Lexical Approach for Sentiment Analysis in Hindi

Topics: Adjective, Adverb, Linguistics Pages: 6 (1427 words) Published: February 18, 2013
Lexical Approach for Sentiment Analysis in Hindi
Santosh K
IIITH Hyderabad, India

Rahul Sharma
IIITH Hyderabad, India

Chiranjeev Sharma
IIITH Hyderabad, India

This paper presents a study on sentiment analysis and opinion mining in Hindi on product reviews. We experimented with several methods, mainly focusing on lexical based approaches. Different lexicons were used on same data set to analyse the significance of lexical based approaches.

2.1 Lexicon
Two different lexicons were used in order to test the efficiency of the lexical based approach for sentiment analysis. Each lexicon contains Adjectives and Adverbs and their corresponding positive and negative scores. HSL lexicon has positive, negative and objective score, where as HSWN lexicon has only positive and negative scores. The scores are the probability values of a word being used in a positive, negative or objective (neutral) sense. For any given word in the lexicon, the sum of all the scores is 1. The total score of a word w is given by, total score(w) = P (p) + P (n) + P (o) (1)

General Terms
Languages, Unsupervised

Opinion Mining, Sentiment Analysis

In view of the growing content on web in various Indian languages, there is a need for an analysis of the data from various sources like blogs, product reviews and other social networking websites. This classification can be useful in product analysis, marketing strategies, advertisements and other user specific recommendation systems. Sentiment analysis has been done in English and other languages. But it is fairly new in Hindi and other Indian languages. In this paper we propose a method to classify the reviews in to either positive or negative using a lexicon. Two different lexicons, HSL (Hindi Subjective Lexicon)1 [1] and HSWN (Hindi Sentence WordNet)2 were used and each lexicon contains Adjectives, Adverbs and their corresponding scores.

where, P(p), P(n) and P(o) is the probability of word w being used in a positive, negative and objective (neutral) sense. The size of the lexicons is given in the below table. Lexicon HSL HSWN Adjectives 8108 4861 Adverbs 889 294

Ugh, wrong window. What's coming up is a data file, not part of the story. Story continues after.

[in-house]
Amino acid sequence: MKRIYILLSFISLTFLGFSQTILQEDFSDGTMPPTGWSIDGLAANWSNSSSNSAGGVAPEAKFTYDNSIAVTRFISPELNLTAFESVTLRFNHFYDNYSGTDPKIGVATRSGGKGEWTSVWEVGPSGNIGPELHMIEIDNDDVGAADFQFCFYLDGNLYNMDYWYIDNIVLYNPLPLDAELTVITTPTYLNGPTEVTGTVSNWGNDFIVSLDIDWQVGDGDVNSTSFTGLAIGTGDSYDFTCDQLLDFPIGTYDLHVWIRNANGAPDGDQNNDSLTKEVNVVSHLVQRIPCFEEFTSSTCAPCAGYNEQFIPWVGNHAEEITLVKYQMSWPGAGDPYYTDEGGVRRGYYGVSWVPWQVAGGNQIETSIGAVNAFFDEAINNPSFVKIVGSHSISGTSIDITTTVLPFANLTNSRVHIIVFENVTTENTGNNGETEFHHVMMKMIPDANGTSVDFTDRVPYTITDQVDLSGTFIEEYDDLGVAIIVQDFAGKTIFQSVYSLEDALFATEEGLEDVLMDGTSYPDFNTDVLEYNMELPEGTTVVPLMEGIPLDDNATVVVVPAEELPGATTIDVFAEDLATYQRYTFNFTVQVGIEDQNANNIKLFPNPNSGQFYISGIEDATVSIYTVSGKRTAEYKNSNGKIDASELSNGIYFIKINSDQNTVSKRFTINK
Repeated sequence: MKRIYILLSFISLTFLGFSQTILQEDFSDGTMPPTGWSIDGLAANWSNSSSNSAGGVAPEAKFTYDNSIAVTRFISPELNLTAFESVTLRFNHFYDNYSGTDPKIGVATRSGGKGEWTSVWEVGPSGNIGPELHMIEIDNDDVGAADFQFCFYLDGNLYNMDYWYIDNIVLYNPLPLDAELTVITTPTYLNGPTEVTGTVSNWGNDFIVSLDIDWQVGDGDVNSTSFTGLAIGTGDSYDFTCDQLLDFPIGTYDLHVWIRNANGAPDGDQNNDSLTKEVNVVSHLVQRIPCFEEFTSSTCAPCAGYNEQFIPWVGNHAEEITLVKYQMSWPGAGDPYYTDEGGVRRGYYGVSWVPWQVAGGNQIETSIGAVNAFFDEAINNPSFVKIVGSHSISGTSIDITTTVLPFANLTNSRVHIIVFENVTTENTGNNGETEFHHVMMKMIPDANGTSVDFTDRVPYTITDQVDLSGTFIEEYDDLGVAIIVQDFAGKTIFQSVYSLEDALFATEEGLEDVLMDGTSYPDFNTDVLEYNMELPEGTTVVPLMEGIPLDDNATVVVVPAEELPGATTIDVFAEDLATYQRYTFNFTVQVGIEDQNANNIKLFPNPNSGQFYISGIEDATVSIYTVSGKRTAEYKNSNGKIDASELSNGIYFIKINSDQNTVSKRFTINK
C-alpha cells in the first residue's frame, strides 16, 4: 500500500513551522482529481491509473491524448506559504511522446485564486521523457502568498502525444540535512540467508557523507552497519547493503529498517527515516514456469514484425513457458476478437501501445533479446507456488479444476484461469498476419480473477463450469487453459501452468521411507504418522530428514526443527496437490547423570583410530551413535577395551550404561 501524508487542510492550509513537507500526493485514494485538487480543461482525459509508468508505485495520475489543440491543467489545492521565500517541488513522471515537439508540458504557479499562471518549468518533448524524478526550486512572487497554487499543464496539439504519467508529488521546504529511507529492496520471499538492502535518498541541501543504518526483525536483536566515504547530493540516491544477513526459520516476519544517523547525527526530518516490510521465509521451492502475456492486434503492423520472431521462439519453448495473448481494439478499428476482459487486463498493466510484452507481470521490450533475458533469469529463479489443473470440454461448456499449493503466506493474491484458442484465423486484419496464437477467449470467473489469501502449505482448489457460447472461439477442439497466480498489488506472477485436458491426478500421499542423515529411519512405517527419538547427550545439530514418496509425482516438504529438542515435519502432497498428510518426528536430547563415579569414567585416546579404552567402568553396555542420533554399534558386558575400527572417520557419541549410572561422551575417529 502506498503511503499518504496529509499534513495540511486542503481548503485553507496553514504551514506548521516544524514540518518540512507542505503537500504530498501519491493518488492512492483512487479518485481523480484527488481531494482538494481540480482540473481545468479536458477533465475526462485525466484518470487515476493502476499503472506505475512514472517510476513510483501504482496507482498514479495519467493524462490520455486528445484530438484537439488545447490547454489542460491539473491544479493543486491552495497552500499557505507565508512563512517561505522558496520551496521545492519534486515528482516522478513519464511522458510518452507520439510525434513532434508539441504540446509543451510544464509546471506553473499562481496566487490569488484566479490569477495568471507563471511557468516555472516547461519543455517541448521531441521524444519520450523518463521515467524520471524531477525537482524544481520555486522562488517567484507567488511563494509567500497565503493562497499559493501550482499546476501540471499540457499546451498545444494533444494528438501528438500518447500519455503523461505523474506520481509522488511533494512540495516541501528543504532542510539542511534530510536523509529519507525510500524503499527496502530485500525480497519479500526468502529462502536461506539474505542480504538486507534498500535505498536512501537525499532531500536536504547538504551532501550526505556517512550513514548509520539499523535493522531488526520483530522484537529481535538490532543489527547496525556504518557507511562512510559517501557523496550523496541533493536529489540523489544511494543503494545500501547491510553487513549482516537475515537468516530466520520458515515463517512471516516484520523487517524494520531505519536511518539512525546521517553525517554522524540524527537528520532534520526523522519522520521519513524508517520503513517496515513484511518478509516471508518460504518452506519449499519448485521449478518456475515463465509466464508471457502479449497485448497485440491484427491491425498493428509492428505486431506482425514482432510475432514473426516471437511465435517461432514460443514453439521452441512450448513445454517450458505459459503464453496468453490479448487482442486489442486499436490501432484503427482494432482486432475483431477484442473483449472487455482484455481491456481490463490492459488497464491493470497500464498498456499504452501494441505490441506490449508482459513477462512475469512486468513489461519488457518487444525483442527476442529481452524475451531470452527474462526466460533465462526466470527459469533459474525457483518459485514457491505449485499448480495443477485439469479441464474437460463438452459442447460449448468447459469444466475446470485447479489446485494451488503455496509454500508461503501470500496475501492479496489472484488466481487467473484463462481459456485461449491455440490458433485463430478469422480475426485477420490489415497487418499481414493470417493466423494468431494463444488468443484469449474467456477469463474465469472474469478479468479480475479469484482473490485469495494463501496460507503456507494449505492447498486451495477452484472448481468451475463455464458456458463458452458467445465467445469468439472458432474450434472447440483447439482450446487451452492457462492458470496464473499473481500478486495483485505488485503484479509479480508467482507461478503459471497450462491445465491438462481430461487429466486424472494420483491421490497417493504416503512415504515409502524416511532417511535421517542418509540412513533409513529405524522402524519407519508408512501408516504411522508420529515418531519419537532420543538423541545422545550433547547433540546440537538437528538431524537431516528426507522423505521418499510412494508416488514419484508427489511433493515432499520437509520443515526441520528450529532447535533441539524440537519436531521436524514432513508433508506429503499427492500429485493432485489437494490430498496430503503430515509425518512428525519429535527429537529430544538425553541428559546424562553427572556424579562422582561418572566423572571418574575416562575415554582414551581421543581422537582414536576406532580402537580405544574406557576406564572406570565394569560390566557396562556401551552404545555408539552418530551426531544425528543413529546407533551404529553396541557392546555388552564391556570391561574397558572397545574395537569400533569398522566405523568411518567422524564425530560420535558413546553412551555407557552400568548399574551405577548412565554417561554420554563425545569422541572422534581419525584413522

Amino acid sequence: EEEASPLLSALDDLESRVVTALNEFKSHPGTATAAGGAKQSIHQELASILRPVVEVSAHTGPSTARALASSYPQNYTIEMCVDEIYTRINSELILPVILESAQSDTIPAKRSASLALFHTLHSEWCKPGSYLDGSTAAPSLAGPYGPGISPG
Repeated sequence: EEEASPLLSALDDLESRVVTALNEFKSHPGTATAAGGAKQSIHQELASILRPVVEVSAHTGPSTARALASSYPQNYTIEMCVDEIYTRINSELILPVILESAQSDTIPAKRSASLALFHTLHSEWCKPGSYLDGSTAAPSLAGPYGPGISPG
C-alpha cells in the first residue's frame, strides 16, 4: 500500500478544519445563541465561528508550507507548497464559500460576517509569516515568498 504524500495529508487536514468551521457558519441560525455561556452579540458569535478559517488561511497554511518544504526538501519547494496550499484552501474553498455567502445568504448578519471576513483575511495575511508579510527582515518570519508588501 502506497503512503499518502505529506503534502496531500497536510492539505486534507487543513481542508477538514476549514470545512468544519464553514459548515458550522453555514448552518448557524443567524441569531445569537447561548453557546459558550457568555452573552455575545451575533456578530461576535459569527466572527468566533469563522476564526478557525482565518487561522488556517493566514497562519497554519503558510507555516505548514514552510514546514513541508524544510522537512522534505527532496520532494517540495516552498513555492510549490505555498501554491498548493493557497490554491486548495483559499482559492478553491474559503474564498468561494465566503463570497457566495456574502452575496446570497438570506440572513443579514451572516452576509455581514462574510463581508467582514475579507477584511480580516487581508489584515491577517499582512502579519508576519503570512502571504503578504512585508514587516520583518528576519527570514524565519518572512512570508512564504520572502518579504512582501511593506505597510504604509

Table 1: Size of Lexicons

A lexical based approach is followed, in which the data set is tested against two different lexicons[2]. Each review in the data set is classified based on the calculated score for adjective and adverb presence. Two types of approaches were followed using the Lexicon. Both the approaches are tested on two lexicons. • Using Hindi Parts-of-speech (PoS) tagger 3 , where only words that are tagged as JJ or RB are scored based on the lexcicon. • Without PoS tagger, where every word in the review is searched against the adjectives and adverbs in the lexicon and score in computed. There is a chance that the scores for the adjectives and adverbs are biased or domain dependent, so the reviews are ranked on based on the presence (occurrence) of them. For each of the above two approaches, the following four methods are followed. 3 http://ltrc.iiit.ac.in/showfile.php?filename= downloads/shallow_parser.php

The data set is product reviews in English, translated to Hindi and is validated manually. The data set contains 700 product reviews, out of which 350 are classified as positive and 350 as negative. The length of each review varies from 2 to 30 words. 1 2

HSL (Developed at IIIT, Hyderabad) HSWN (Developed at IIT, Bombay)

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• Adjective presence in the lexicon. • Adjective and...

References: [1] P. Arora, A. Bakliwal, and V. Varma. Hindi subjective lexicon generation using wordnet graph traversal. In CICLing, 2012. [2] A. Bakliwal, P. Arora, and V. Varma. Hindi subjective lexicon : A lexical resource for hindi polarity classification. In LREC, 2012.
Analysis on the usage of PoS tagger
It can be observed from Table 2 and 3 that the use of Hindi PoS tagger lead to decrease in performance by 3 to 5% for HSL lexicon and no significant change in performance for HSWN lexcicon. In case of the merged lexicon (Table 4), the
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